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Adobe Illustrator has long been a popular vector–based drawing program, but for many the learning curve is steep. In Illustrator CS4 One-on-One: Fundamentals, author and leading industry expert Deke McClelland shows users how to get in to the Illustrator mindset and overcome this learning curve. He covers the application's key features in a new way, making it simple and easy to master Illustrator. Deke teaches viewers how to use the core drawing and shape tools, the transformation and reshaping features, text, and the Pen tool. He also explains how to export and print. Even if learning Illustrator has been a struggle in the past, this training can help make sense of it. Exercise files accompany the course.
In this exercise I'm going to give you a sense of how to dial in your own custom colors using CMYK sliders. Now I'm still working inside this Ton-Po Shapes.ai file, because we are just playing around at this point. I'm going to click on one of these rectangles. I actually don't want all them active, so I'm going to press Ctrl+Shift+A, Command+ Shift+A on the Mac to deselect them. I'm going to switch to the wide arrow tool here, and I'm going to Alt-click or Option-click on this rectangle to select it independently of the rest of the bunch. And then I'm going to Shift-click on this little fill icon up here in the Control palette, and we will see that we have CMYK all set to 0%. So they can vary from 0% to 100%, and they stand for the common process color ink Cyan, Magenta, Yellow and Black, another industry standard, and these are the very inks you imply if you are preparing an illustration for commercial output. And by the way if you are going to commercial output, go to the file menu choose Document Color Mode, and make sure that you are set up for CMYK color RGB is for the Web, it's for presentation graphics, it can't be for inkjet output, and for film output as well, but if you are taking this job, you are giving it to a commercial printer, you are printing in a several hundreds or thousands of copies the CMYK color is the way you want to go, because other wise you wont see accurate colors inside of your illustration.
All right, so I'll just escape out of there a couple of times, and then let's Shift-click once again on that fill icon in the Control palette. All right, I want you to see what each one of the inks looks like on it's on. So I'm going to go ahead and assign full on Cyan to this rectangle, and then I'll assign full on Magenta to this guy and I'm going to work fairly quickly here, just so as not to bore you to tears, and finally I'll go ahead and assign black to the last one, and this is black by itself. By the way we will be discussing rich blacks, which are made up of many inks working together in a later exercise. All right, so there they are, the crew themselves, all of the process color inks. So we have Cyan, Magenta, Yellow and Black, here is the idea. Cyan is designed to take white light, so you shine white light on the surface of the page, and you don't have to sit there and shine it, it just comes in from sunlight, or from incandescent lights, or from whatever light source is available inside your building.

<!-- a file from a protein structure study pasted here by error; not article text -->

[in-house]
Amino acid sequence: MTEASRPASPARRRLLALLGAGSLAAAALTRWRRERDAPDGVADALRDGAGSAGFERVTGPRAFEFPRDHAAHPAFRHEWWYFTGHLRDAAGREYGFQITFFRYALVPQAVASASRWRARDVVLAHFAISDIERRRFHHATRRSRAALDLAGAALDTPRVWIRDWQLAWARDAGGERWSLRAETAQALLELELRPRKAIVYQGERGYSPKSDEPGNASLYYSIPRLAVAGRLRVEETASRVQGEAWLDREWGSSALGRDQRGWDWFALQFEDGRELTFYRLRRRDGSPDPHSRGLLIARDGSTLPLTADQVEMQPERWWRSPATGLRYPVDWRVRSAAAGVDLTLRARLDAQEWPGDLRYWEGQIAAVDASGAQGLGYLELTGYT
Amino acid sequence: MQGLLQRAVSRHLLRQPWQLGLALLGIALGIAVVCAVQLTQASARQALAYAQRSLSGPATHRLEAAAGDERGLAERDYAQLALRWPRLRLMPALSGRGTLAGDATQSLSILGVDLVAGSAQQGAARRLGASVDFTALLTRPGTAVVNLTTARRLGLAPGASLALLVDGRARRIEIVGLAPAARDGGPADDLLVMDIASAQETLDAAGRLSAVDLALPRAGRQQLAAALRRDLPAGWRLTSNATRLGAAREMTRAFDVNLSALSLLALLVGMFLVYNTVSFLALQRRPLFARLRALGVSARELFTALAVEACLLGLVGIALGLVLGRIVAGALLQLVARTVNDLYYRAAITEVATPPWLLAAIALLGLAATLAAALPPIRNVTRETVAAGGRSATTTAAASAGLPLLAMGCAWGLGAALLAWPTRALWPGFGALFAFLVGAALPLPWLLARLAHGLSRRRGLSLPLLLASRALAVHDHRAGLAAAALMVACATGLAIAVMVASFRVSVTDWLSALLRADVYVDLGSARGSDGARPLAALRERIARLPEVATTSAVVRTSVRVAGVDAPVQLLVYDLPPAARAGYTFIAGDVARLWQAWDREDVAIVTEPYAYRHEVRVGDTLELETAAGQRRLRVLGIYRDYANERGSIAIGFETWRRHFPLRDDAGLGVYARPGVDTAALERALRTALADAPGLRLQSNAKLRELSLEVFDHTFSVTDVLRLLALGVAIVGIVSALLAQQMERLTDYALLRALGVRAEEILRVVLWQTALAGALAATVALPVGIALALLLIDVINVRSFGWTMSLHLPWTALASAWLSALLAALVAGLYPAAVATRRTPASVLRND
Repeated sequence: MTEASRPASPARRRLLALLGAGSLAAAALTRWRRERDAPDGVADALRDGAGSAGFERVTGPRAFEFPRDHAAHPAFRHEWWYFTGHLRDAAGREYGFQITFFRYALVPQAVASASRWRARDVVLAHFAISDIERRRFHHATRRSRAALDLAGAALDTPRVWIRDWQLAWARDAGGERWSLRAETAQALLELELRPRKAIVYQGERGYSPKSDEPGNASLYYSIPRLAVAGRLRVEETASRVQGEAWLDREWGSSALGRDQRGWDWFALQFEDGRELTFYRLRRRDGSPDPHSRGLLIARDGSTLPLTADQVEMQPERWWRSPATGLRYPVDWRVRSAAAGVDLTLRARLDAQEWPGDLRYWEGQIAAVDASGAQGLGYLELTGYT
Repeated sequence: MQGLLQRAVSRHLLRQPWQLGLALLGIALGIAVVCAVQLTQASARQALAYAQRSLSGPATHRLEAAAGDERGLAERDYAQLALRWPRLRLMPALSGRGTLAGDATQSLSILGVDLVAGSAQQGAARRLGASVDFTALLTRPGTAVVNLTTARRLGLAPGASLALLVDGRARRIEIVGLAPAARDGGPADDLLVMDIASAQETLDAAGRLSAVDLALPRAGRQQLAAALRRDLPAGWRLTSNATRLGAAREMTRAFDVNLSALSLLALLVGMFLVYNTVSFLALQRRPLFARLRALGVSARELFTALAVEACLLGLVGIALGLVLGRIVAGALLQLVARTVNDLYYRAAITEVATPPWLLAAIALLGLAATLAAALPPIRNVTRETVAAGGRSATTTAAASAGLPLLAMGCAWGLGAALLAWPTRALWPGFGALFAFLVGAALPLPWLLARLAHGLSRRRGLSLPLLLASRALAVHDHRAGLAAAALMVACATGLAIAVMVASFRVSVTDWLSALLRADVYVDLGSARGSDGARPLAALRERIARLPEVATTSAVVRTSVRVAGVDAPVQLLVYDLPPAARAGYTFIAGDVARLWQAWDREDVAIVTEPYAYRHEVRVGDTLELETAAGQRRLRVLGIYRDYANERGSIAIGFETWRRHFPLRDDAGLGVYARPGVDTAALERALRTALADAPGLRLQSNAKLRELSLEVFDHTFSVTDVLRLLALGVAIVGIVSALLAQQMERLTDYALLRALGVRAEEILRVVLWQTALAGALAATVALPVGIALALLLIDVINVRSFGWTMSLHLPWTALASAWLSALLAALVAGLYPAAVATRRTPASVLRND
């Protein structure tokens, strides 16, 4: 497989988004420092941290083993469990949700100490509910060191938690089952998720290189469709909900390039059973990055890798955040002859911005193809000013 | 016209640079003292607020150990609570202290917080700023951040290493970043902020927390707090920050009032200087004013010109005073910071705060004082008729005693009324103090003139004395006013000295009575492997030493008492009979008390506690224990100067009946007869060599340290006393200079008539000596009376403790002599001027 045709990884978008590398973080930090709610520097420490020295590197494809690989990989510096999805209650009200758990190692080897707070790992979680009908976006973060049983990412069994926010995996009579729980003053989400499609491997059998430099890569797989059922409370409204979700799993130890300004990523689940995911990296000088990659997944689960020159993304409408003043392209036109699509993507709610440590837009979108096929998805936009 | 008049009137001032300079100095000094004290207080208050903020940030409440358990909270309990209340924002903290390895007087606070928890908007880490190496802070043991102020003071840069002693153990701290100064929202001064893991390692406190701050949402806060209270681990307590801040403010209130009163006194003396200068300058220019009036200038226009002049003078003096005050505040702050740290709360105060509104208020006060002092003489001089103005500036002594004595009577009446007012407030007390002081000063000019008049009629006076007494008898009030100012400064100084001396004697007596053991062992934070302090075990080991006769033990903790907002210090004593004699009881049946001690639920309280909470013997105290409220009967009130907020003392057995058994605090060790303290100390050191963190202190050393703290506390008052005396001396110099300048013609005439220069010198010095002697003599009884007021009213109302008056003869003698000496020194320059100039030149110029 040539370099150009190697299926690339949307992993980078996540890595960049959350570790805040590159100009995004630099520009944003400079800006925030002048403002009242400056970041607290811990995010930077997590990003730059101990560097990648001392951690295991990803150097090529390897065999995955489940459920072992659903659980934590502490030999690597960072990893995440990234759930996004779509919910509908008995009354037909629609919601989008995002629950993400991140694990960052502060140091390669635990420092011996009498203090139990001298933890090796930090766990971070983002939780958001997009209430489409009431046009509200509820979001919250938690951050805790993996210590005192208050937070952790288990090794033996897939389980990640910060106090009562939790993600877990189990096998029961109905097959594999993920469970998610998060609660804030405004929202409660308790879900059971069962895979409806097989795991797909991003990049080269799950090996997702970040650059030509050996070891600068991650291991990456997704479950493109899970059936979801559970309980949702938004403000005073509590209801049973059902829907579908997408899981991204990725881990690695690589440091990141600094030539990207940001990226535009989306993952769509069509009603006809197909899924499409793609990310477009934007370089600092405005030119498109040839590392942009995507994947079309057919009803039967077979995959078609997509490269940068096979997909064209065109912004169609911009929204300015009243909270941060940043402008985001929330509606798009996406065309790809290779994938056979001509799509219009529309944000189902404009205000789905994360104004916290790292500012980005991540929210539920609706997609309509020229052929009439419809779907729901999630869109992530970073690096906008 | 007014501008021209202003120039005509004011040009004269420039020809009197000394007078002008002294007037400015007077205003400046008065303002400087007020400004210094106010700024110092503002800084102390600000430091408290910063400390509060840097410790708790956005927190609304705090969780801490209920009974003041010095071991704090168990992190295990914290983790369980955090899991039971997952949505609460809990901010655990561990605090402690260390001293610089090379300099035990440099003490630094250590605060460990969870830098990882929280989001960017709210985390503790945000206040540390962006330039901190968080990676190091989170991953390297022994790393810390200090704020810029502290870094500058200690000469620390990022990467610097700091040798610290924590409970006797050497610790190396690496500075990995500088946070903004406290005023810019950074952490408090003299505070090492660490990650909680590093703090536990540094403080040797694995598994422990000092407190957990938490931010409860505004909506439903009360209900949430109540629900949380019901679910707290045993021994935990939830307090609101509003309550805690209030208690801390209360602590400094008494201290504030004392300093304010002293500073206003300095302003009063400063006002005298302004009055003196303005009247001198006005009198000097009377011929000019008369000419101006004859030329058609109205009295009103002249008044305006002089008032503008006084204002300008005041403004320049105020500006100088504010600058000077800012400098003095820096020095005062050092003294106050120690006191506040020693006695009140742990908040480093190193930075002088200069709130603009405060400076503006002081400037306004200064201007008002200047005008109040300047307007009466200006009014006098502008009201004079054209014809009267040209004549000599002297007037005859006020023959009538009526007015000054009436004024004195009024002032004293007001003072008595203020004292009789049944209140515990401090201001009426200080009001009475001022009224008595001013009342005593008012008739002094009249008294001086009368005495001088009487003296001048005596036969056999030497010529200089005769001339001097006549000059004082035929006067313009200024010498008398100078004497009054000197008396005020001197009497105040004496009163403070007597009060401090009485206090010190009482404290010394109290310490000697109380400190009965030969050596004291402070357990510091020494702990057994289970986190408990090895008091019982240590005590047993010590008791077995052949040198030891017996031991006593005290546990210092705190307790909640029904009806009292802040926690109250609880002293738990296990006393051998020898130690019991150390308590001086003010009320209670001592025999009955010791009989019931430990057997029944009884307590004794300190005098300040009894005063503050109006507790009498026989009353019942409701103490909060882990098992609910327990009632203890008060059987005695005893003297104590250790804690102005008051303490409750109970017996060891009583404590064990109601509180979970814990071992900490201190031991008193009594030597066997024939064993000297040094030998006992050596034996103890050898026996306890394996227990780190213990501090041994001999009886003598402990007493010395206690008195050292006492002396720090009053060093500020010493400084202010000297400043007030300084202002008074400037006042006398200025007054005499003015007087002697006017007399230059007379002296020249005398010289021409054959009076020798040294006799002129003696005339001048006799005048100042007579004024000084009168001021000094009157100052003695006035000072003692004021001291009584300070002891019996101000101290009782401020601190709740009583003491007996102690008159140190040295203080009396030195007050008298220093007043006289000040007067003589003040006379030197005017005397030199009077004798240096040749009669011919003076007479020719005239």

It hits the page, and Cyan actually absorbs redness out of the light, so if you have ever heard about the RGB color model, Red, Green, Blue, Cyan is there to absorb Red, and reflect back green and blue, and so it looks Cyan. And Magenta is designed to absorb green, and reflect back red and blue, and so you get Magenta, you get this sort of hot pink color. And then yellow is designed to absorb blue light which is very dark by the way, and reflect back red and green which makes us to form yellow, as we will see in the next exercise. And then black is designed to take care of the fact that these three inks don't really function that wonderfully. Ultimately in inexact science, and in order to really absorb all of the light, you need to add black to the mix as well, otherwise you get this sort of muddy brownish colors, if you were to just go full on Cyan, Magenta and Yellow.